Bail and sentencing: tools such as Compas and Equivant are now employing AI to help practitioners with these decisions.

These advancements hold immense potential for improving efficiency, reducing costs and democratising access to legal services. So what about the challenges?

Ethical and regulatory concerns

AI algorithms are trained on datasets, which can reflect and amplify societal biases. For example, if a city has a history of over-policing certain neighbourhoods, an algorithm may recommend higher bail amounts for defendants from those areas, regardless of the risk of flight or re-offending.

Similar biases could affect the use of AI to hire lawyers within firms. There is also the potential for skewed results from the tools for legal research, document review and case prediction.

Equally, it can be difficult to understand how an AI arrived at a particular conclusion. This could undermine trust in lawyers and raise concerns about accountability. At the same time, over-reliance on AI tools might undermine lawyers’ own professional judgment and critical thinking skills.

Without proper regulations and oversight, there is also a risk of misuse and manipulation of these tools, jeopardising the fundamental principles of justice. In trials, for example, skewed training data may disadvantage trial participants based on factors unrelated to the case.

The way forward

Here’s how we should address these issues.

1. Bias

We can mitigate by training AI models on datasets that represent the diversity of society, including race, gender, socioeconomic status and geographical location. Frequent and systematic audits of AI algorithms and models should also be conducted to detect biases.

AI developers such as OpenAI are already taking such steps, but it’s very much a work in progress and the results need to be monitored carefully.

2. Transparency

Developers such as IBM are devising a class of techniques and technologies known as explainable AI (XAI) tools to demystify the decision-making processes of AI algorithms. These need to be used to develop transparency reports for individual tools.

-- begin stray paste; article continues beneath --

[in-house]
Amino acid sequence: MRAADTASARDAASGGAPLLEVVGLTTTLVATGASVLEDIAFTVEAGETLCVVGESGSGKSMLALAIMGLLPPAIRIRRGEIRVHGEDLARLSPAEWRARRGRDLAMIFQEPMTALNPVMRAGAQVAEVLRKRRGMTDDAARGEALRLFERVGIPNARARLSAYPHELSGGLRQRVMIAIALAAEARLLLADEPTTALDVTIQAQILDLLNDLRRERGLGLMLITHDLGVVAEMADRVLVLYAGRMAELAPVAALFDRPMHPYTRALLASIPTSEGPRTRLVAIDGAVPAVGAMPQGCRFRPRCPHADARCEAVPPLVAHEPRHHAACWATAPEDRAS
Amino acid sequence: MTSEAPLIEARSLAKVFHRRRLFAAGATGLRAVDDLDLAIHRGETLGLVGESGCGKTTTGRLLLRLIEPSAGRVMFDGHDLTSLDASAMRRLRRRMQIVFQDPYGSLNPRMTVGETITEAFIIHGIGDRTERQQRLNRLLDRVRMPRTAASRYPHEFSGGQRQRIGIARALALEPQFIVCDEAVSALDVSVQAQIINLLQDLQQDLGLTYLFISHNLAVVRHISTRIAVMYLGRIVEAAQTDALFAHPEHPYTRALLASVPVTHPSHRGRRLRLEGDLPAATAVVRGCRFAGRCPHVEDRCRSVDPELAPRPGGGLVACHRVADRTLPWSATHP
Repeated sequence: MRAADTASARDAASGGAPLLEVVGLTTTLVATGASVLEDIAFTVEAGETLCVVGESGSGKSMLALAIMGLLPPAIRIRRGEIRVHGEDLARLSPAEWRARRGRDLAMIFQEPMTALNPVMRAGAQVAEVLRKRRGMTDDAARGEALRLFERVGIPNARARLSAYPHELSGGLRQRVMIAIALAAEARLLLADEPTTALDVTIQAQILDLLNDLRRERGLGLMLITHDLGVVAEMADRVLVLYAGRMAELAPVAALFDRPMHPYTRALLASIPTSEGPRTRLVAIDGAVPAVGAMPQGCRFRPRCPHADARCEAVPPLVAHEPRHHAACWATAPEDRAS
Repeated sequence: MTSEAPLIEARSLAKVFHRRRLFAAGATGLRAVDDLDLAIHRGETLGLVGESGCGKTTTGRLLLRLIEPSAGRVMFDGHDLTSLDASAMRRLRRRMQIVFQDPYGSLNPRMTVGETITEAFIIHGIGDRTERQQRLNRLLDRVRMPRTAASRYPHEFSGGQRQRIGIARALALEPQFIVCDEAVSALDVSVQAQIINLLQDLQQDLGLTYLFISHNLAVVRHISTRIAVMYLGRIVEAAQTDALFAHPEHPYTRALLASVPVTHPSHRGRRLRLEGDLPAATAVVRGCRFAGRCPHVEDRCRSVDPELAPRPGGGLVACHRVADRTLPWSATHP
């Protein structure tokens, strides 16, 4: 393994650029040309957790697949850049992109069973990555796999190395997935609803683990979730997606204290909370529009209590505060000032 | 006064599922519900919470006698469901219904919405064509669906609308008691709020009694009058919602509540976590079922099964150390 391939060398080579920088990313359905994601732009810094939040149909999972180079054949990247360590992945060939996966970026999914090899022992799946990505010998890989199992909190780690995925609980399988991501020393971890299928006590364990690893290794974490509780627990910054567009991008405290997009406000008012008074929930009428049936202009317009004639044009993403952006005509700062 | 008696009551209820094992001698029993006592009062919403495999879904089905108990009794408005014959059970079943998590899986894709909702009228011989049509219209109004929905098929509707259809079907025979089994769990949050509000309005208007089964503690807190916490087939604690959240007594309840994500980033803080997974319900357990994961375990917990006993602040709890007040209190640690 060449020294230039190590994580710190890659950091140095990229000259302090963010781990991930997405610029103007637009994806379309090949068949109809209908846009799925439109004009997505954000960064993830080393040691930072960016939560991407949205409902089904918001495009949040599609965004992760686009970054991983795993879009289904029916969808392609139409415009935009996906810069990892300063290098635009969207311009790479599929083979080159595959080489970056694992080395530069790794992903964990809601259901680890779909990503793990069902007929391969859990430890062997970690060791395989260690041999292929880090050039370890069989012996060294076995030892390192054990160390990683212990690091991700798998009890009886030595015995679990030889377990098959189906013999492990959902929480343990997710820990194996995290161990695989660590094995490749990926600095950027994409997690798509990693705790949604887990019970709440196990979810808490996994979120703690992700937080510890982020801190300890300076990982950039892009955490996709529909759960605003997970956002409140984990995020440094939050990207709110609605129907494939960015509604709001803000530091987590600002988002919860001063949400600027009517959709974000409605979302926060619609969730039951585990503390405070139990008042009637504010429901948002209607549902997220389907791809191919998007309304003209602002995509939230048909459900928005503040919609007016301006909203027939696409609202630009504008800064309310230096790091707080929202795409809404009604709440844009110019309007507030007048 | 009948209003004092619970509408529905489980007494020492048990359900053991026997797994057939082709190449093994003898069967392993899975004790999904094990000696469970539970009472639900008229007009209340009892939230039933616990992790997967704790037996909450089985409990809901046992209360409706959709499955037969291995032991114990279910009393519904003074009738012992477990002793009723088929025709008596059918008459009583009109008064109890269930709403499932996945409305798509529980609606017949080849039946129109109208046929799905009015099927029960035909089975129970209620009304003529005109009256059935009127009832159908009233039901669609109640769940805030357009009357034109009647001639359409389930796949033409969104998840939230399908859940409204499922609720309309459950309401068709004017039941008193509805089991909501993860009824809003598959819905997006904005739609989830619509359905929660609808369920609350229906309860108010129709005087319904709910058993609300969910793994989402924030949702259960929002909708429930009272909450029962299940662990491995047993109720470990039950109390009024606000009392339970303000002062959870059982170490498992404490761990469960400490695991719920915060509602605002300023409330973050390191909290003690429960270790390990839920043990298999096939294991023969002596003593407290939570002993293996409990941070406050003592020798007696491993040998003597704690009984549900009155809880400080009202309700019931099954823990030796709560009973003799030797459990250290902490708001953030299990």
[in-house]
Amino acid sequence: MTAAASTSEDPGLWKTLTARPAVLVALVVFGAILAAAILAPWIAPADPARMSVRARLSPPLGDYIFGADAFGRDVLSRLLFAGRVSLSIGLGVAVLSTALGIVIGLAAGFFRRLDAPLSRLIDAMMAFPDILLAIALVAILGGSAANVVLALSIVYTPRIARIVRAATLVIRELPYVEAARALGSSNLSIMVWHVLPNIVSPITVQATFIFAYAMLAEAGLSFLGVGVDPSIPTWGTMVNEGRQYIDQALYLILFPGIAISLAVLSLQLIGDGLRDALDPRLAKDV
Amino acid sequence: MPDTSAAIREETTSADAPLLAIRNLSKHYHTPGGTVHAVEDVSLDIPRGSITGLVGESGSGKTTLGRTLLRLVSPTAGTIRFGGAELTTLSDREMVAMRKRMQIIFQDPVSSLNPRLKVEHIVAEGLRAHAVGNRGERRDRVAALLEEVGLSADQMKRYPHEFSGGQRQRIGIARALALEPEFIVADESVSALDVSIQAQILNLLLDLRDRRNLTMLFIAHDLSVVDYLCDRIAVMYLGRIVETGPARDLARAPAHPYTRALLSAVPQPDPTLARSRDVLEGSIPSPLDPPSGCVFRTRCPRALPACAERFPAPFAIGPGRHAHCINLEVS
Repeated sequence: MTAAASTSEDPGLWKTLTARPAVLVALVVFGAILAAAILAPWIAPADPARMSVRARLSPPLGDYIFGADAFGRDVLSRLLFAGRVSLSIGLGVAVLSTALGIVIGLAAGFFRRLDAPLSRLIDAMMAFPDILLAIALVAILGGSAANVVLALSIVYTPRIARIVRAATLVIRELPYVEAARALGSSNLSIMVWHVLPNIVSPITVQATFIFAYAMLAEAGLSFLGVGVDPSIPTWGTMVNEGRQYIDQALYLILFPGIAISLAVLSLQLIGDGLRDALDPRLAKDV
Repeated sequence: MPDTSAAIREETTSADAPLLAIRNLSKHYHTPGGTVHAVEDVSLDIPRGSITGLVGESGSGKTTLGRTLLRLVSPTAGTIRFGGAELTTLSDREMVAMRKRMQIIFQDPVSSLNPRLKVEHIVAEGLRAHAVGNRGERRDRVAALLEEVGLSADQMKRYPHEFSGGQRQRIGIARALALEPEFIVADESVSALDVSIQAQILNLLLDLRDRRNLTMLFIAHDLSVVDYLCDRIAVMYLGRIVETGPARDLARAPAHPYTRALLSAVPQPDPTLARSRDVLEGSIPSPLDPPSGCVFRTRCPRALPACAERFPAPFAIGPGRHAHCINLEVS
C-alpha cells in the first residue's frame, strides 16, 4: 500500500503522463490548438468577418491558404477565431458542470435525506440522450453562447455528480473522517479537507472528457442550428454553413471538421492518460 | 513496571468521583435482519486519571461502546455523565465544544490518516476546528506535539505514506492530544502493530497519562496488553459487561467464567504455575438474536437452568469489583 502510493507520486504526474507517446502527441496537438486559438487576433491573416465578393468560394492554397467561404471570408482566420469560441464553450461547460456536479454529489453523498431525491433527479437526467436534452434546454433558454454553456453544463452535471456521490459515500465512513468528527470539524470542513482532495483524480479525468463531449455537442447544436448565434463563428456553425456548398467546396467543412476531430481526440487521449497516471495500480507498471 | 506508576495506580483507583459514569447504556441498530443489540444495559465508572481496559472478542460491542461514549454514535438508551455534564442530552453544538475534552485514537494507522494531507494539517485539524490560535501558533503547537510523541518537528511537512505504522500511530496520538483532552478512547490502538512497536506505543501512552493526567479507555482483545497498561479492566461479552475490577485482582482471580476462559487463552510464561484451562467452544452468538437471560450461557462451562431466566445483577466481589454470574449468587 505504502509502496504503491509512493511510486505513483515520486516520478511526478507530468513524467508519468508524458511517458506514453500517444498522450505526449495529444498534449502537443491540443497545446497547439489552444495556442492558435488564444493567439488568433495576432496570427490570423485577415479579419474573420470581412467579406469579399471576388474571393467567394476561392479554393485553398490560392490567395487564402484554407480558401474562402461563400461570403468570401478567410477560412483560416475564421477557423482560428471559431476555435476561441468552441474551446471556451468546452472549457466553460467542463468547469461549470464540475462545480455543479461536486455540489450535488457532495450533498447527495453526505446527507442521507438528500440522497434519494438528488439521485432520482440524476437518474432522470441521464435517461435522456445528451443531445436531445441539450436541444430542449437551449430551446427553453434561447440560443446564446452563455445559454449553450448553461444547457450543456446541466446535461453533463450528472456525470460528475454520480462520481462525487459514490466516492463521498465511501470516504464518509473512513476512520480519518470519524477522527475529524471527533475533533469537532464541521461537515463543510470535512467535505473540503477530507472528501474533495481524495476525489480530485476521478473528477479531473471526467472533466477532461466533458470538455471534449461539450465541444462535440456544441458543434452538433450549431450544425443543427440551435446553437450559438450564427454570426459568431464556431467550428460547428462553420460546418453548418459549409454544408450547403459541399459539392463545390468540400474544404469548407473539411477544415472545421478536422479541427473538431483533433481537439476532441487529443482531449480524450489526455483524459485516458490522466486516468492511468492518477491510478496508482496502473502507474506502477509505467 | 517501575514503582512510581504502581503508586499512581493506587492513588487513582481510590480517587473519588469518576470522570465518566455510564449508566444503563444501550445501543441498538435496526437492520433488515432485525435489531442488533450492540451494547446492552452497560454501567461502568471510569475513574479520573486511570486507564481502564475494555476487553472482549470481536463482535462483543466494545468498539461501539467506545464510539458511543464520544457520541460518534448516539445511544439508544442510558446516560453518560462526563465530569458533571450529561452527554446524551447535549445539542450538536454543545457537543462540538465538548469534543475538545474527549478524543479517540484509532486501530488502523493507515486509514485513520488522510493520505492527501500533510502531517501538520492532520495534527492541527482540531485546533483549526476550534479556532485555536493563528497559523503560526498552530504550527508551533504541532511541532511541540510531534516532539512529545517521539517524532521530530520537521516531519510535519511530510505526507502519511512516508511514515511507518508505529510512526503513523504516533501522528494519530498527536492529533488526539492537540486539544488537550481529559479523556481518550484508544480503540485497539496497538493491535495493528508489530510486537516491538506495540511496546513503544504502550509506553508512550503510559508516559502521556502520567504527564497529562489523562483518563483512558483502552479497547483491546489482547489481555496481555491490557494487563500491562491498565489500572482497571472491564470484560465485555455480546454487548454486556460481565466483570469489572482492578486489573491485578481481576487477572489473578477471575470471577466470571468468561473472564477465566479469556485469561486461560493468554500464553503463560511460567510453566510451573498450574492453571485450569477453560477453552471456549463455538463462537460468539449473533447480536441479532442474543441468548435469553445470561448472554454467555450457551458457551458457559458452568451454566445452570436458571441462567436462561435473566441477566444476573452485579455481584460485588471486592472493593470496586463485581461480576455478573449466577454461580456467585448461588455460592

Full transparency on every neural connection may be unrealistic, but things like data sources and the AI’s general functionalities need to be visible.

3. Regulations and oversight

Clear legal guidelines are essential. This should include prohibiting AI tools trained on biased data, mandating transparency and traceability of data sources and algorithms, and establishing independent oversight bodies to audit and assess AI tools.

Ethics committees could provide additional oversight for the legal profession. These could be entirely independent, though they would be better established and overseen by a body like the Solicitors Regulation Authority.

In short, the rise of AI in legal practice is inevitable. Ultimately, the goal is not to replace lawyers with robots but to empower legal professionals so that they can focus more on the human aspects of law: empathy, advocacy and pursuing justice. It is time to ensure this transformative technology serves as a force for good, upholding the pillars of justice and fairness in the digital age.The Conversation

Anil Balan, Senior Lecturer in Professional Legal Education, King’s College London

This article is republished from The Conversation under a Creative Commons licence